'Cause you knocked the S off Superman's chest.'
She took my hand and led me to the room;
We smoked three joints and cracked a quart of brew.
I looked at her and thought she was fine;
I knew the deal: what was on her mind.
We took off our clothes and clicked off the light,
And rocked the bed 'till the sky was bright.
When it came to the break of day,
She said, 'yo, Biz Markie, why don't you stay?'
I cooked her some breakfast and orange juice;
That's one thing I couldn't refuse.
After I ate, I kissed her goodbye.
She said, 'woo, Biz Markie, you're one Hell of a guy!"

But this isn't just a collab between Biz and Preemo; verse two features another MC, someone called Black Indian.  Who's that?  He's a rapper from Washington, probably best known as a member of the jazzy rap crew Opus Akoben. He had a brief solo outing on MCA Records at the time.  And this was when Biz was connected to MCA through his membership of The Flip Squad All Star DJs; so that's probably how they came work together.  Anyway, Black Indian and the Opus guys were pretty dope, but on here, he just feels a little boring and out of place.  I'm sure everybody would've preferred constant Biz from beginning to the end of the song with no one getting in between him and Premier, but oh well.  He doesn't ruin it or anything.

But before we sign off on Biz Week for good, well, you know here at Werner's we like to dip into the more obscure end of the pool.  And this song made a pretty big splash when it was released.  So let's dig a little deeper.  Did you know Black Indian's MCA solo LP, Get 'Em Psyched!! The Album, also featured Biz Markie?  It actually came out first in 1999, so the story probably goes: MCA got Biz to appear on BI's album, and then Biz turned around and put him on "...And I Rock."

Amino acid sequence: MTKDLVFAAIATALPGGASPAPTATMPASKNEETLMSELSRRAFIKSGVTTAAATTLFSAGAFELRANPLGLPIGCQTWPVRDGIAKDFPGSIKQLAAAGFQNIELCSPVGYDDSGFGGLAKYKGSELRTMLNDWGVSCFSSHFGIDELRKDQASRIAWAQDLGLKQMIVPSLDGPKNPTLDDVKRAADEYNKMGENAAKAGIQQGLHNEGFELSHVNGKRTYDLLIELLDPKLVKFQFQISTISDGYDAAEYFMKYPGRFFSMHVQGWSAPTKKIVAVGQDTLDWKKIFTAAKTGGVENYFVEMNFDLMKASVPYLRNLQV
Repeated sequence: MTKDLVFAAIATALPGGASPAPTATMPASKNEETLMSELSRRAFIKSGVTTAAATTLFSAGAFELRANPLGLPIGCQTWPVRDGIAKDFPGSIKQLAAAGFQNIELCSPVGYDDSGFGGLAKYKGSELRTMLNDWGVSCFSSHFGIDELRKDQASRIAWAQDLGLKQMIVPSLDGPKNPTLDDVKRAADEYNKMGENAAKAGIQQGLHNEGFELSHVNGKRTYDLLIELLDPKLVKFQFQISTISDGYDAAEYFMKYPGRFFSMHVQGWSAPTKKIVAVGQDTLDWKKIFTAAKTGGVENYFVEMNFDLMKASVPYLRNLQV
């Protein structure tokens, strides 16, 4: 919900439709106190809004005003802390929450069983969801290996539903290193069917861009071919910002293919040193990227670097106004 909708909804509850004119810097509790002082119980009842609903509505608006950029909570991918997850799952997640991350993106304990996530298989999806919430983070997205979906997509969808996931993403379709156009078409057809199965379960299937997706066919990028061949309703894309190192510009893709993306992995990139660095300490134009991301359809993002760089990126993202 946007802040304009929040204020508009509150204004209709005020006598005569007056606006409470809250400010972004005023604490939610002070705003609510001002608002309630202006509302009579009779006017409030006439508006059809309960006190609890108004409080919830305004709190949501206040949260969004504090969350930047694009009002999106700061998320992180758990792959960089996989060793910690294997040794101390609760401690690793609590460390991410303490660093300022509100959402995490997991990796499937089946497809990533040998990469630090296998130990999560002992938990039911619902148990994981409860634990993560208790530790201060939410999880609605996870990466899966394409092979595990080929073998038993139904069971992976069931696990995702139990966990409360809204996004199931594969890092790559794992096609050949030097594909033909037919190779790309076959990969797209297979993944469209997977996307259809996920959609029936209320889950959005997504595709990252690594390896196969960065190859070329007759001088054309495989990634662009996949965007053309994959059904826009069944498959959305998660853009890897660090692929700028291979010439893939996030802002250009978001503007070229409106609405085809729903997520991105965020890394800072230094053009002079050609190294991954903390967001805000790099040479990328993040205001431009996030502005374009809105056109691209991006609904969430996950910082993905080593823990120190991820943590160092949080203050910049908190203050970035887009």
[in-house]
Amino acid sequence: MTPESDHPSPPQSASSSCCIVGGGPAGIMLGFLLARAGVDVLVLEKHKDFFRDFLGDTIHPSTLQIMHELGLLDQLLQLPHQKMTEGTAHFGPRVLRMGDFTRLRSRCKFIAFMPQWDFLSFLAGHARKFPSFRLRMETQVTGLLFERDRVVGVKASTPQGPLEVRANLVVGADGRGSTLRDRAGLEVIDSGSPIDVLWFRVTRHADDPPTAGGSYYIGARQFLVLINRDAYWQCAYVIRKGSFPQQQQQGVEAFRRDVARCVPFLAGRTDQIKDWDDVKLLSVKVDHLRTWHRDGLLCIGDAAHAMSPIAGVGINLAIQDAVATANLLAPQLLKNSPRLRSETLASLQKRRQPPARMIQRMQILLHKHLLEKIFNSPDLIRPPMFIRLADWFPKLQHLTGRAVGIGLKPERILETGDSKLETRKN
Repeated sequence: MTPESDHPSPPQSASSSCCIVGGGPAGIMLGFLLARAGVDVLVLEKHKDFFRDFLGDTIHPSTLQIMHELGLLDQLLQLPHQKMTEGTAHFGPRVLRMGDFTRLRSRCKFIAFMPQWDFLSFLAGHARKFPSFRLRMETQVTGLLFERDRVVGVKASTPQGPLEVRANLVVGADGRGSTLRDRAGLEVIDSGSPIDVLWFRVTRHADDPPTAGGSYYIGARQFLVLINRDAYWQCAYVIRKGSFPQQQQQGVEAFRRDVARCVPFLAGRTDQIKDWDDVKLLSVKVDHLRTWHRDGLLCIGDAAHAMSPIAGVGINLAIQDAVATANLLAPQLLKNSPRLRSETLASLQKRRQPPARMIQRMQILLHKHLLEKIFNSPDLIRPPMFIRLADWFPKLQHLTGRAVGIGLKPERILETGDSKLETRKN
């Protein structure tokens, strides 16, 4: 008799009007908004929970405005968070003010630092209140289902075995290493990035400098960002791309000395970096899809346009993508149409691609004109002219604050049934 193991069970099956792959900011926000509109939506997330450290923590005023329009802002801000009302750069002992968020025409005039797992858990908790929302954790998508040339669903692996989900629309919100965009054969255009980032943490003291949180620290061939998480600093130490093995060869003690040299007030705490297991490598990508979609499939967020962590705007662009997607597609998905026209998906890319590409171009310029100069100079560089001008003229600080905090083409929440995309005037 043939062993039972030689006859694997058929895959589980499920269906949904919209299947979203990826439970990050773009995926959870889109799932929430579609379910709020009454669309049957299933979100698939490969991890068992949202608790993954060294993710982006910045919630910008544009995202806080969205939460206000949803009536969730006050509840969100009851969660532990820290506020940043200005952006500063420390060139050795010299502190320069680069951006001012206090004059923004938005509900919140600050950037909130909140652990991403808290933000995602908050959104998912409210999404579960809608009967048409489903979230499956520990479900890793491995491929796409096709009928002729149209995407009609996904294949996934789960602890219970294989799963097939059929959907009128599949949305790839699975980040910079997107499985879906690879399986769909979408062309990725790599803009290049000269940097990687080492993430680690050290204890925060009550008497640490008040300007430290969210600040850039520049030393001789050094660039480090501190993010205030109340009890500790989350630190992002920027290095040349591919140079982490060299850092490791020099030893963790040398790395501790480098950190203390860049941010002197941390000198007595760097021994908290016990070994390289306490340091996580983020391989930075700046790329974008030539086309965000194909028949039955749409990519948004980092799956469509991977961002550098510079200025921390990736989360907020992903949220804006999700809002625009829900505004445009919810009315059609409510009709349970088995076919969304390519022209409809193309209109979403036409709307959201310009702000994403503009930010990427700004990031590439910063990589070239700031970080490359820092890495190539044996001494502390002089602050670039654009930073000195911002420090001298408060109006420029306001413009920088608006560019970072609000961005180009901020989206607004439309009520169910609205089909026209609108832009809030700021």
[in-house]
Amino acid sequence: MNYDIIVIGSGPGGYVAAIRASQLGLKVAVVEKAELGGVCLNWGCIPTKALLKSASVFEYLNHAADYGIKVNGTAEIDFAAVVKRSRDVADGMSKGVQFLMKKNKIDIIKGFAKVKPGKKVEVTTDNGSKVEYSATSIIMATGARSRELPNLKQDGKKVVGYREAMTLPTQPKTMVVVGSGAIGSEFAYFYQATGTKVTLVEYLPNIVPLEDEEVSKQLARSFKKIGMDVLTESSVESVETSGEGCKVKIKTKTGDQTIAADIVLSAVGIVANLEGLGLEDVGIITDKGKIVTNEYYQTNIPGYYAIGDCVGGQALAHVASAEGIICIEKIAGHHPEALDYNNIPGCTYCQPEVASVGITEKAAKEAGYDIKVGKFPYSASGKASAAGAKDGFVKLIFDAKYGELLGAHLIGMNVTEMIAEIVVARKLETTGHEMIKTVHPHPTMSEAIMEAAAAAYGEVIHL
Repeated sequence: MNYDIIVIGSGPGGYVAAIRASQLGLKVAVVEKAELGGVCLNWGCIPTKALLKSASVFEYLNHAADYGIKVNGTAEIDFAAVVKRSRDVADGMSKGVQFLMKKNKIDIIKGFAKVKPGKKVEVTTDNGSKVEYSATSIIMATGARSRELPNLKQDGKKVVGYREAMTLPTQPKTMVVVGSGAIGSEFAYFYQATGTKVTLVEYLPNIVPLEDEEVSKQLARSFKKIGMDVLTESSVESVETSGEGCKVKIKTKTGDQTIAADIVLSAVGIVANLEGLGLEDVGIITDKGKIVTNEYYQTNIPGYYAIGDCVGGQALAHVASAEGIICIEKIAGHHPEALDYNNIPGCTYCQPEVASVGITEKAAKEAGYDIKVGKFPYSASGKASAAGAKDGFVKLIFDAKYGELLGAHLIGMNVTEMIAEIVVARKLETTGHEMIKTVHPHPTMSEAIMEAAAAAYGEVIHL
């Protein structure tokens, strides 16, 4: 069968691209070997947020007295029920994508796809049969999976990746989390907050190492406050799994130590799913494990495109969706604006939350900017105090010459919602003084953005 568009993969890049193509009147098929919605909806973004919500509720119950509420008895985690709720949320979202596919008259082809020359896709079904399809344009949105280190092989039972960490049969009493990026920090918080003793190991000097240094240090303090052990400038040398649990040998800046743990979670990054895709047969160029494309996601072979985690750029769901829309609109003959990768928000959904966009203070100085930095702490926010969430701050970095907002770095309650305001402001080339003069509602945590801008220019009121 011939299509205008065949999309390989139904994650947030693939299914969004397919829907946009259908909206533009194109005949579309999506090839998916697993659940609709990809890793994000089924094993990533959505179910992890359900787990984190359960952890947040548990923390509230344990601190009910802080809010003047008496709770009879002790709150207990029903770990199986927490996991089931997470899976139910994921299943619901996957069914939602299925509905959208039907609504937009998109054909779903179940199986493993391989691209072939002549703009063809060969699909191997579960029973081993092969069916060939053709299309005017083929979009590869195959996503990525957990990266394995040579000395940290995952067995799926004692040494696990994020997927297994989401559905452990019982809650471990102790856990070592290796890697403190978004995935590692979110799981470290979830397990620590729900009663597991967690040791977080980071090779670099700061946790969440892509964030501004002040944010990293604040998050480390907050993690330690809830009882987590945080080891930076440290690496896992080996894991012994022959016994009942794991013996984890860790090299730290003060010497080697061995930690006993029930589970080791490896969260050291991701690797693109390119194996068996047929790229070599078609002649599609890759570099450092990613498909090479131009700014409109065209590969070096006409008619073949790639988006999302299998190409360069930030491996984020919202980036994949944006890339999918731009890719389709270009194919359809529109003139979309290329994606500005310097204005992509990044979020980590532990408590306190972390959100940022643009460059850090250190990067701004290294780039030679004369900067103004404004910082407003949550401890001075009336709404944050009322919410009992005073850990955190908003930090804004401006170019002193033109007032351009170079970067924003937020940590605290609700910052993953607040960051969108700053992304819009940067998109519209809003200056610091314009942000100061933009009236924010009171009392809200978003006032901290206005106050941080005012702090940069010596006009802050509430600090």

However it came about, this Black Indian song is pretty great, too.  It wasn't released on 12", but the album was released on CD and vinyl, so you can you can get it on any format so long as you're willing to spring for a whole album to add just one song to your collection.  I mean, the rest of the album's alright, too, so it's not like you're buying trash, but it's kinda forgettable overall.  Songs like "Hoe Card" and "3 Strikes" are kinda limp gangsta material, but the lead single/ title track and "Fight Song" perk up when they get a little more energetic.

But the crown jewel is easily "Makin' Cash Money," where Biz is also the co-producer, alongside somebody named Monty.  It loops that unforgettable, bassy Herbie Hankcock riff that Digital Underground used for "Underwater Rhymes," Busy Bee used for "Kiss My Ass," etc.  So you know, it's just a tried and true, classic old school groove, which is exactly the kind of track you'd want for a Biz guest appearance.  You know, some of his other stuff is a little more street, but this is definitely Biz's kind of song ("together we be rockin' most definitely"), and yes he gets a proper verse, not just some background stuff or a silly hook: "I get cheers like Norm but don't drink no beer; soon to be elected MC of the year.  I'm not Billy Dee, or R. Kelly, or Markie Dee, or B.I.G.  I'm a little somethin' like Heavy D, 'cause the girls, the girls, they love me!"

So if you were already hip to "...And I Rock," there's another fresh Biz Markie joint you can track down.  And if you haven't already got it, stop sleeping immediately.  My copy is clearly a promo, but there's also a more widely distributed retail version with a sticker cover and the same track-listing: vocal and instrumental versions of both songs.  It really should be on one of his Greatest Hits albums, but for some reason it's not, so...